Search the Community
Showing results for tags 'Horror'.
Found 4 results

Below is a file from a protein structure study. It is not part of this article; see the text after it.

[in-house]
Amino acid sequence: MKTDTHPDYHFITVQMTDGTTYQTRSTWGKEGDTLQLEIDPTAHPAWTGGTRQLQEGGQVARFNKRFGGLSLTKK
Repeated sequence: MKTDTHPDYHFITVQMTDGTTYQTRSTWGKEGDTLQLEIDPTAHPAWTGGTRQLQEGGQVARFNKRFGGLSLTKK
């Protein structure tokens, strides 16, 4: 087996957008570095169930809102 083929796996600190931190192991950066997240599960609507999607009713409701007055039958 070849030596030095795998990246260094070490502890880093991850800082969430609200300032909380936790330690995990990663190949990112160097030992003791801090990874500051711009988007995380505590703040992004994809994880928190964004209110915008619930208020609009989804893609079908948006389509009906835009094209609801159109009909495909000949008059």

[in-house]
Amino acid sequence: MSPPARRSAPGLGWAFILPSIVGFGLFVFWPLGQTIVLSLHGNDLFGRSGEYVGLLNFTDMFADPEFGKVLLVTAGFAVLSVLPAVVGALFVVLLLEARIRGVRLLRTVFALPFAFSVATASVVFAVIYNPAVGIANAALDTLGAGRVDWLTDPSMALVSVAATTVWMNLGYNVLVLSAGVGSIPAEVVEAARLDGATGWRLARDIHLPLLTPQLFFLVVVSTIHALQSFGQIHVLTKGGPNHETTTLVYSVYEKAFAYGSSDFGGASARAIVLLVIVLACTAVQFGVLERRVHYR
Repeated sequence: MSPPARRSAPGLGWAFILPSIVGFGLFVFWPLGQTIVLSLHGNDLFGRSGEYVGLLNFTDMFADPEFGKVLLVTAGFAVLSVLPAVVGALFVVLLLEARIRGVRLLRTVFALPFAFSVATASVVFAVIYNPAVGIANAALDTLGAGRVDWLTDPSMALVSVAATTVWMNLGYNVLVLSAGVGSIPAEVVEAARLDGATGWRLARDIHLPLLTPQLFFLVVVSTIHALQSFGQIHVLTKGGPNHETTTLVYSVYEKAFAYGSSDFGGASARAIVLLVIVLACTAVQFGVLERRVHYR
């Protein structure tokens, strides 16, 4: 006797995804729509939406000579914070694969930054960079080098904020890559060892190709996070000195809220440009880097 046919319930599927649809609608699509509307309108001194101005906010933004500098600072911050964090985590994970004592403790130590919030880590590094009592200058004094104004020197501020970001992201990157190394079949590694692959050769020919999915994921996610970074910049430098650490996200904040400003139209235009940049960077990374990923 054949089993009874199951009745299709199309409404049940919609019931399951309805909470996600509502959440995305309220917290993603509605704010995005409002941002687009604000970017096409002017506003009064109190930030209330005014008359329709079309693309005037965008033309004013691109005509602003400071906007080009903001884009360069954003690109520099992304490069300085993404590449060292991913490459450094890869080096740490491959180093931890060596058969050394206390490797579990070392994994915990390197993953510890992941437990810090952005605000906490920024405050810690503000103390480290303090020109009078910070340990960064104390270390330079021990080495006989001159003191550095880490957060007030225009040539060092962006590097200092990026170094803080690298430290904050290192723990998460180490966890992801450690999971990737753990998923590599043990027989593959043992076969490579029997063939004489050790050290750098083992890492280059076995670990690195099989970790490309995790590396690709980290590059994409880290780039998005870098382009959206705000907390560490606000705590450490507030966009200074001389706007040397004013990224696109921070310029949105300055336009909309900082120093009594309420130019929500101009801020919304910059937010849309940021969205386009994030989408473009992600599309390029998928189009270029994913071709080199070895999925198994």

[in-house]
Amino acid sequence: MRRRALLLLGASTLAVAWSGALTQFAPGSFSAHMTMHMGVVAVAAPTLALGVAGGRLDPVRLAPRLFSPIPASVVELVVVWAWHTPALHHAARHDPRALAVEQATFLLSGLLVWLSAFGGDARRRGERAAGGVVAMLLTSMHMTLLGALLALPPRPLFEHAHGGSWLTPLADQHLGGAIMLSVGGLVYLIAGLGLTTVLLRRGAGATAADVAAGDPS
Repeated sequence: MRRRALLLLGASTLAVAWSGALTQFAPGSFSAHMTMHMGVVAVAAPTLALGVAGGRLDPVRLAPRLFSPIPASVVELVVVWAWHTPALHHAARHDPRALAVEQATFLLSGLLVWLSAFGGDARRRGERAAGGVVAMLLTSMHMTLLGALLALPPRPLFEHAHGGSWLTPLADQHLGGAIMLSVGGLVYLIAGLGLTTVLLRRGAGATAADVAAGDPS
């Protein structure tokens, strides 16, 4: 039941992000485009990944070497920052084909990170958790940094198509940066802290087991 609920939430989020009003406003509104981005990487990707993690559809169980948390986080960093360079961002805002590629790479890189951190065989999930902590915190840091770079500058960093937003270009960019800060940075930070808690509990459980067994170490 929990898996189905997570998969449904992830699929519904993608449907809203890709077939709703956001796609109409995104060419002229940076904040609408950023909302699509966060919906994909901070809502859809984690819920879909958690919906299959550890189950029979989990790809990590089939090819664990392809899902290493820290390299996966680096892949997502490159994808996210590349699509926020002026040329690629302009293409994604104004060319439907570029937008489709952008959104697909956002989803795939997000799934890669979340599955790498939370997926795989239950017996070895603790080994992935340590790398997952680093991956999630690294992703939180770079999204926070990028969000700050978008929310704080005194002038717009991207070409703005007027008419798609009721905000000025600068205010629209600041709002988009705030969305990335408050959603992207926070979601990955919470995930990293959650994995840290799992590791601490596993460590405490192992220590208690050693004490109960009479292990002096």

I for one love the fact that the game has different endings, it gives the player the feel of independence when playing, but it's scary too when you think about it. Every action you do will affect the ending of the game, good ending or bad ending, so called. The monsters are also eerily extraordinary. As the series has progressed, new monsters have been introduced, graphics have improved, thus making gameplay even scarier. I was creeped out by the entire game series itself. All of this blood, gore, scary monsters, and when there is silence and then BANG! something interesting or scary happens and you jump in your seat. What is your opinion? Is Silent Hill or was Silent Hill the scariest or a scary game series? What are your thoughts?